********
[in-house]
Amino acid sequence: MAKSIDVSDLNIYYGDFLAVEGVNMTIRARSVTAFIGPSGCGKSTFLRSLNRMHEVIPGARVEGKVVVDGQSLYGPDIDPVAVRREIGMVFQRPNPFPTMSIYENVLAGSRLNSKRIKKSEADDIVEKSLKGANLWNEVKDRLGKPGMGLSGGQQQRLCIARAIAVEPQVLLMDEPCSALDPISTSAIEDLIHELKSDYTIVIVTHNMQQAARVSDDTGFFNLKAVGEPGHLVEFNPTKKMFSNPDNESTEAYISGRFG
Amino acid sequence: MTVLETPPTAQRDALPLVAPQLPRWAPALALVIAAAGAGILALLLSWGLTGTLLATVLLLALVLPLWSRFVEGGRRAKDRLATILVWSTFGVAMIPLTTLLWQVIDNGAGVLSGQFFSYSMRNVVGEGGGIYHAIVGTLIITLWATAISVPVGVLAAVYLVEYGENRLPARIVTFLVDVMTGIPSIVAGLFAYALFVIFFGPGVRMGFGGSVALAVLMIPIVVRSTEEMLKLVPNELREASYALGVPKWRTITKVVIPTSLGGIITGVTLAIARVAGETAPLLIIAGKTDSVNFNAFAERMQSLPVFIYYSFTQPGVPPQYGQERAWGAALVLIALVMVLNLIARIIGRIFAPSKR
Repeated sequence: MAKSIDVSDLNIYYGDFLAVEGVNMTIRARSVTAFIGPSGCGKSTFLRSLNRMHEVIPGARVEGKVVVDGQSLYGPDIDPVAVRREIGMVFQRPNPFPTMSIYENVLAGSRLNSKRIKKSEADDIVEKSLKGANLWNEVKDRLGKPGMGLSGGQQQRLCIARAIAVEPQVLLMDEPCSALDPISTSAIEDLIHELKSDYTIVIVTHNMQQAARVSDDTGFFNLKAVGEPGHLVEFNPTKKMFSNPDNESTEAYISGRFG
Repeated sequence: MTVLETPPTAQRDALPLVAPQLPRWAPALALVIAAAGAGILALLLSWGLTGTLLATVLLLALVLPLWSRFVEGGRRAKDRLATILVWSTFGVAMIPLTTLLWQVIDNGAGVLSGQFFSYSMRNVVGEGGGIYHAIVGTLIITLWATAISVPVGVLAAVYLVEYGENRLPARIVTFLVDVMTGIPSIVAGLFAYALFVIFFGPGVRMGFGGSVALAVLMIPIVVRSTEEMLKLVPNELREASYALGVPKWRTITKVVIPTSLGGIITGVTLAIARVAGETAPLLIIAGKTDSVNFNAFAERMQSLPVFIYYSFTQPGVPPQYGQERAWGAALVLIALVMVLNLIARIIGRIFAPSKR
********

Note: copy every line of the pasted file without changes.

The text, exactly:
[in-house]
Amino acid sequence: MAKSIDVSDLNIYYGDFLAVEGVNMTIRARSVTAFIGPSGCGKSTFLRSLNRMHEVIPGARVEGKVVVDGQSLYGPDIDPVAVRREIGMVFQRPNPFPTMSIYENVLAGSRLNSKRIKKSEADDIVEKSLKGANLWNEVKDRLGKPGMGLSGGQQQRLCIARAIAVEPQVLLMDEPCSALDPISTSAIEDLIHELKSDYTIVIVTHNMQQAARVSDDTGFFNLKAVGEPGHLVEFNPTKKMFSNPDNESTEAYISGRFG
Amino acid sequence: MTVLETPPTAQRDALPLVAPQLPRWAPALALVIAAAGAGILALLLSWGLTGTLLATVLLLALVLPLWSRFVEGGRRAKDRLATILVWSTFGVAMIPLTTLLWQVIDNGAGVLSGQFFSYSMRNVVGEGGGIYHAIVGTLIITLWATAISVPVGVLAAVYLVEYGENRLPARIVTFLVDVMTGIPSIVAGLFAYALFVIFFGPGVRMGFGGSVALAVLMIPIVVRSTEEMLKLVPNELREASYALGVPKWRTITKVVIPTSLGGIITGVTLAIARVAGETAPLLIIAGKTDSVNFNAFAERMQSLPVFIYYSFTQPGVPPQYGQERAWGAALVLIALVMVLNLIARIIGRIFAPSKR
Repeated sequence: MAKSIDVSDLNIYYGDFLAVEGVNMTIRARSVTAFIGPSGCGKSTFLRSLNRMHEVIPGARVEGKVVVDGQSLYGPDIDPVAVRREIGMVFQRPNPFPTMSIYENVLAGSRLNSKRIKKSEADDIVEKSLKGANLWNEVKDRLGKPGMGLSGGQQQRLCIARAIAVEPQVLLMDEPCSALDPISTSAIEDLIHELKSDYTIVIVTHNMQQAARVSDDTGFFNLKAVGEPGHLVEFNPTKKMFSNPDNESTEAYISGRFG
Repeated sequence: MTVLETPPTAQRDALPLVAPQLPRWAPALALVIAAAGAGILALLLSWGLTGTLLATVLLLALVLPLWSRFVEGGRRAKDRLATILVWSTFGVAMIPLTTLLWQVIDNGAGVLSGQFFSYSMRNVVGEGGGIYHAIVGTLIITLWATAISVPVGVLAAVYLVEYGENRLPARIVTFLVDVMTGIPSIVAGLFAYALFVIFFGPGVRMGFGGSVALAVLMIPIVVRSTEEMLKLVPNELREASYALGVPKWRTITKVVIPTSLGGIITGVTLAIARVAGETAPLLIIAGKTDSVNFNAFAERMQSLPVFIYYSFTQPGVPPQYGQERAWGAALVLIALVMVLNLIARIIGRIFAPSKR